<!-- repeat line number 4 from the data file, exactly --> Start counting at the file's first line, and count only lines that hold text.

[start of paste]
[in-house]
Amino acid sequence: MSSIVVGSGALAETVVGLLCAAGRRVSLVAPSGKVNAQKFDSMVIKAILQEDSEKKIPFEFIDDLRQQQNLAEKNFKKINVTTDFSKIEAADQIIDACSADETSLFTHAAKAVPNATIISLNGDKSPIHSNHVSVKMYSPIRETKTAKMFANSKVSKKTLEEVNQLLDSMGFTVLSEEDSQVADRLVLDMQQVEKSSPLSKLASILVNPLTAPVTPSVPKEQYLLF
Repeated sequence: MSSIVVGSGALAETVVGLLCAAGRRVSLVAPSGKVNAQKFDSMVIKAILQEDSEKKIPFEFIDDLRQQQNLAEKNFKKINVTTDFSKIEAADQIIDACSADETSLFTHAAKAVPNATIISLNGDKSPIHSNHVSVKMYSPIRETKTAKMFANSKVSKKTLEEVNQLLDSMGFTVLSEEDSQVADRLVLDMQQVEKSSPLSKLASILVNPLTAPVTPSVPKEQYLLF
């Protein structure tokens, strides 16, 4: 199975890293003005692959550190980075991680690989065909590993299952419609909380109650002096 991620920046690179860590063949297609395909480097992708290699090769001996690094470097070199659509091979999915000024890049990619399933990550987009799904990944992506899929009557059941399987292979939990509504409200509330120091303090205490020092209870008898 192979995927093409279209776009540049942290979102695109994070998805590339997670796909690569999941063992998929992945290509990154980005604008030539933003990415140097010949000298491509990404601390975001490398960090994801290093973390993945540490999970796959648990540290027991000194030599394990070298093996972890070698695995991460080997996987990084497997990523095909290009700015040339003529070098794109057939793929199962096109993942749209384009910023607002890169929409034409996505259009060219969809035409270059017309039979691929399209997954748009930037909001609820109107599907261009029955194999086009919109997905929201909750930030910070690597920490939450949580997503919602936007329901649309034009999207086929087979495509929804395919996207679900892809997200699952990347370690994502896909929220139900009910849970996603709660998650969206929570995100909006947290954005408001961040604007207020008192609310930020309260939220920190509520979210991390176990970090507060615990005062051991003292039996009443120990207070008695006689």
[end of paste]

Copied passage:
């Protein structure tokens, strides 16, 4: 199975890293003005692959550190980075991680690989065909590993299952419609909380109650002096 991620920046690179860590063949297609395909480097992708290699090769001996690094470097070199659509091979999915000024890049990619399933990550987009799904990944992506899929009557059941399987292979939990509504409200509330120091303090205490020092209870008898 192979995927093409279209776009540049942290979102695109994070998805590339997670796909690569999941063992998929992945290509990154980005604008030539933003990415140097010949000298491509990404601390975001490398960090994801290093973390993945540490999970796959648990540290027991000194030599394990070298093996972890070698695995991460080997996987990084497997990523095909290009700015040339003529070098794109057939793929199962096109993942749209384009910023607002890169929409034409996505259009060219969809035409270059017309039979691929399209997954748009930037909001609820109107599907261009029955194999086009919109997905929201909750930030910070690597920490939450949580997503919602936007329901649309034009999207086929087979495509929804395919996207679900892809997200699952990347370690994502896909929220139900009910849970996603709660998650969206929570995100909006947290954005408001961040604007207020008192609310930020309260939220920190509520979210991390176990970090507060615990005062051991003292039996009443120990207070008695006689």